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Illinois Public Records
Federal And State Prison

Difference Between Illinois Prison and Federal Prison

What is the Difference Between Federal Prison and Illinois State Prison?

State and federal prisons hold persons convicted of violating crimes; however, while state prisons hold state convicts, federal prisons hold persons convicted of violating federal laws. State criminal statutes, such as the Illinois Criminal Code, offer guidelines for what constitutes criminal offenses in the state and the appropriate penalties. Examples of state crimes include gun-related crimes, arson, assault, and rape. Federal laws, particularly the Federal Criminal Code, highlight federal criminal offenses and corresponding penalties. Some federal crimes include fraud, identity theft, money laundering, credit card theft, and racketeering. Persons convicted of federal crimes may serve federal prison terms in any federal prison. In contrast, state criminal convicts must serve prison terms where the criminal event occurred or where the state sentenced the offender.

Federal prisons typically hold inmates for longer because federal prisons do not grant parole and federal prison sentences are longer than state prison sentences. There are more state prisons than federal prisons in the United States. State and federal prisons have security levels where inmates are held according to the inmates' risk to society and risk to other inmates. State departments such as the Illinois Department of Corrections (IDOC) oversee state prisons and correctional facilities. On the other hand, the Federal Bureau of Prisons (BOP) manages federal correctional facilities and prisons.

The Illinois Prison System

Illinois Department of Corrections (IDOC) promotes change in inmate behavior, reduces victimization, and provides re-entry programs to inmates. IDOC operates 25 adult correctional facilities. The agency also operates and oversees work camps, adult transition centers, life skill re-entry centers, Multidisciplinary treatment centers, mental health in-patient treatment centers, and boot camps. The Illinois Department of Corrections employs 11,600 people, supervises 44,400 inmates, and oversees the supervision of 28,000 persons on parole. In addition, the IDOC manages day reporting centers, the Prisoner Review Board, parole re-entry groups, and parole policy compliance checks. The agency also provides addiction recovery management services, adult education, vocational services, health services, chaplaincy, sex offender services, and community notification.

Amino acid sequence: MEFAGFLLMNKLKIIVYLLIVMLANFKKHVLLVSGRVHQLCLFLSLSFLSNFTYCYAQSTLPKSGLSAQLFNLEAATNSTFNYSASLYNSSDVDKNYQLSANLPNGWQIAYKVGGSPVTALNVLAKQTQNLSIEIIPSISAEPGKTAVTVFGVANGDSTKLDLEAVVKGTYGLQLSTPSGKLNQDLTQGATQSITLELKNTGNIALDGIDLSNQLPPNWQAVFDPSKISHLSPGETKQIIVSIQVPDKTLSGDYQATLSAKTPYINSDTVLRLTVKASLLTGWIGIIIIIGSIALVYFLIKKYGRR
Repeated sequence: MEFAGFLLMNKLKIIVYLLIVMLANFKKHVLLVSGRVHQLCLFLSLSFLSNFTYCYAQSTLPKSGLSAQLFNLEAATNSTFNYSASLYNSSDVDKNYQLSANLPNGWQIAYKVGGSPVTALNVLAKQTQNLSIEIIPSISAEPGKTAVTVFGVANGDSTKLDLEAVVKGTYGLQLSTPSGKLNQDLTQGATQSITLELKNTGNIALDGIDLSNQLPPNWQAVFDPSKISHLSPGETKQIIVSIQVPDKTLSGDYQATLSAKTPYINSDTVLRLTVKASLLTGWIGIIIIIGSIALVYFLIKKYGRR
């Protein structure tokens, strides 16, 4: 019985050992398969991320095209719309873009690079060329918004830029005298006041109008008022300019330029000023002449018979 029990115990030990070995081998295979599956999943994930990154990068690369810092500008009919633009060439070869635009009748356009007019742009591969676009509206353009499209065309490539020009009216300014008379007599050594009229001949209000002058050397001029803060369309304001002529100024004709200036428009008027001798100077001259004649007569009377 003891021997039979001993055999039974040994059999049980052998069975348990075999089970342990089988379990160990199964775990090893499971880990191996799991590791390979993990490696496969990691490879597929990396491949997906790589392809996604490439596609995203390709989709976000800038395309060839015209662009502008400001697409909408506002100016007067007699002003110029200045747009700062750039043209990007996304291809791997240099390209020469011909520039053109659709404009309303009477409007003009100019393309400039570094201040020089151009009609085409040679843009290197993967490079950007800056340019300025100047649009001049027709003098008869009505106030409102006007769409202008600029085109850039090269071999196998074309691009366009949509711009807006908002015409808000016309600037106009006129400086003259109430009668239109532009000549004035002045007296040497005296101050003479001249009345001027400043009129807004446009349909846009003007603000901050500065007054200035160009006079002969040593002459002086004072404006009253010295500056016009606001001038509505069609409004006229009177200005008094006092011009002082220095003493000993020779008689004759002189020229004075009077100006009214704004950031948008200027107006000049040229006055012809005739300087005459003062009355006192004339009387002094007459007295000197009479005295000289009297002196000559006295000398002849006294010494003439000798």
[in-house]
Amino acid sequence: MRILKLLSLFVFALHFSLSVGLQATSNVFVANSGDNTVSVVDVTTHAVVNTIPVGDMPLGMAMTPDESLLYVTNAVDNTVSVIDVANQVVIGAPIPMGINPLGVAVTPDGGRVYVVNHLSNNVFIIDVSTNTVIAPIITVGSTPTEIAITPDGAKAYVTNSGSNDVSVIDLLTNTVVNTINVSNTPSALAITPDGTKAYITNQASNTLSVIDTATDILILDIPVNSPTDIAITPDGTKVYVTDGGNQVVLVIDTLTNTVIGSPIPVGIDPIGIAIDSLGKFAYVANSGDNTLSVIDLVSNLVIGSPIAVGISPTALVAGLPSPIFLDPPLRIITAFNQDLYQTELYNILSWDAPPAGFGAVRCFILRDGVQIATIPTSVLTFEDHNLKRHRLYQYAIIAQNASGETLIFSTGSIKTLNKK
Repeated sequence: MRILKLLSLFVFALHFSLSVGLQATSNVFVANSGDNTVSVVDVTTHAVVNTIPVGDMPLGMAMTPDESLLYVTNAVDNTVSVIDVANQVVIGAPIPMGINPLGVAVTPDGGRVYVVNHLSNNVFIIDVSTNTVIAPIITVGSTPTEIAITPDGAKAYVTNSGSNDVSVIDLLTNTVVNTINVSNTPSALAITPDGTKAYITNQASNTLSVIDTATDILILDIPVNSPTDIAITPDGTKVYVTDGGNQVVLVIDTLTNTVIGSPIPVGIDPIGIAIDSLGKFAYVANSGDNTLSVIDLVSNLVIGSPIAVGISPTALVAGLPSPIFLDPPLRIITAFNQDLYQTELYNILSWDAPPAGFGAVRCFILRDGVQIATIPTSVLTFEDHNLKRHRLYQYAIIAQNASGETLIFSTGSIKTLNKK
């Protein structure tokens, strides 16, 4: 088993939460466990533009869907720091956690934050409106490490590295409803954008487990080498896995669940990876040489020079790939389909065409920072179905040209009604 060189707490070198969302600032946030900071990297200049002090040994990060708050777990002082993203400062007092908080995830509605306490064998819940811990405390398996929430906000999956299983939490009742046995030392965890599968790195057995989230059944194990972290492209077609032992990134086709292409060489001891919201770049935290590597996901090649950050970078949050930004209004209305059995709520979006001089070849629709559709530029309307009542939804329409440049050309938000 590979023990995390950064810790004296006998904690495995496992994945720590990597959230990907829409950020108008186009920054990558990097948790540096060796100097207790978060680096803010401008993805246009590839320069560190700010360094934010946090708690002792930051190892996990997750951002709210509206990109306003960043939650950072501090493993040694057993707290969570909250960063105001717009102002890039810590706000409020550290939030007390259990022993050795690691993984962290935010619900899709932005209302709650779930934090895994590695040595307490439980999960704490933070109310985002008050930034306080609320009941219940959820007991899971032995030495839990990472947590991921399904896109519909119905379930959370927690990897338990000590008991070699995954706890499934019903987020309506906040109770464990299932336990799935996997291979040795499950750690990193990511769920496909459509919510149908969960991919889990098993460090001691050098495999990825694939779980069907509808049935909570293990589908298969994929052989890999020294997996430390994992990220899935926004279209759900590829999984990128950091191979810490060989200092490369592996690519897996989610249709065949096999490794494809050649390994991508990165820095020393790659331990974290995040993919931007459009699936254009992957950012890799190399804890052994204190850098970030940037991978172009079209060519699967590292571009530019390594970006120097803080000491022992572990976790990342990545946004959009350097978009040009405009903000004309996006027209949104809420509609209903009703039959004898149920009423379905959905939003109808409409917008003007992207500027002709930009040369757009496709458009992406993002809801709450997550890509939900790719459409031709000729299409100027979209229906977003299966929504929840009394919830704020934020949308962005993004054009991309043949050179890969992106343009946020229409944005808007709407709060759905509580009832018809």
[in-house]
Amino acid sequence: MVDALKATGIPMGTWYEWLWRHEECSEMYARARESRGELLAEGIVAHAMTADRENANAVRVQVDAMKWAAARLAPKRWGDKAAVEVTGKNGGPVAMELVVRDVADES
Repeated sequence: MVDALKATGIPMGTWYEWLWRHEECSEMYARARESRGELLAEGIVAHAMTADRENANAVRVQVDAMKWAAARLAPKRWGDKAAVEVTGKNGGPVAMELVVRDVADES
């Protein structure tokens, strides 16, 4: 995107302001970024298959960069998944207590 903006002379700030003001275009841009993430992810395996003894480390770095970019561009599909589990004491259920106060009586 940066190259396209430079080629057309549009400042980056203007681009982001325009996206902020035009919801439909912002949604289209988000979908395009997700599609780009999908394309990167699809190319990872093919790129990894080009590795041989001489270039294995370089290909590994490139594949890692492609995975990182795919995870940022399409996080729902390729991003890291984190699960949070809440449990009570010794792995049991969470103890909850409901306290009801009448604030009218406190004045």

How to Lookup Inmates in Illinois

State and federal prisons provide inmate lookup systems where interested parties may search for inmate incarceration details and inmate location to promote public safety.

Using the Inmate Search tool that IDOC provides to the general public, interested parties may request inmate location and incarceration information. Requesting parties may search using the offender's last name, IDOC number, or birth date.

The Inmate Locator tool on the BOP website also allows parties to locate federal inmates and search for incarceration records, including inmates' release dates. The inmate locator has information about inmates from 1982 to date. Older records are maintained by the National Archives Records Administration (NARA). Requesting parties may search for inmate information using the following criteria:

  • BOP register number
  • INS number
  • FBI number
  • DCDC number
  • Name
  • Age
  • Race
  • Sex

Interested persons may correspond with IDOC inmates by electronic messaging or by mail. IDOC does not allow inmates to receive phone calls; however, inmates may call approved persons. Additionally, inmates may receive up to $5000 electronically and up to $999.99 by money order from friends and family.

Persons interested in obtaining Illinois inmate records or visiting IDOC inmates must apply. Inmates may only receive one (1) visitor a day, and the visitor must abide by the IDOC visitation rules and guidelines. IDOC's correctional facilities are listed below:

Big Muddy River Correctional Center
251 N. Illinois Highway 37
Ina, IL 62846
Phone: (618) 437-5300
Fax: (618) 437-5627

Centralia Correctional Center
9330 Shattuc Road
P.O. Box 1266
Centralia, IL 62801
Phone: (618) 533-4111
Fax: (618) 533-4112

Danville Correctional Center
3820 East Main Street
Danville, IL 61834
Phone: (217) 446-0441
Fax: (217) 446-9505

Decatur Correctional Center
2310 East Mound Road
P.O. Box 3066
Decatur, IL 62524
Phone: (217) 877-0353
Fax: (217) 875-6539

Dixon Correctional Center
2600 N. Brinton Avenue
Dixon, IL 61021
Phone: (815) 288-5561
Fax: (815) 288-9713

East Moline Correctional Center
100 Hillcrest Road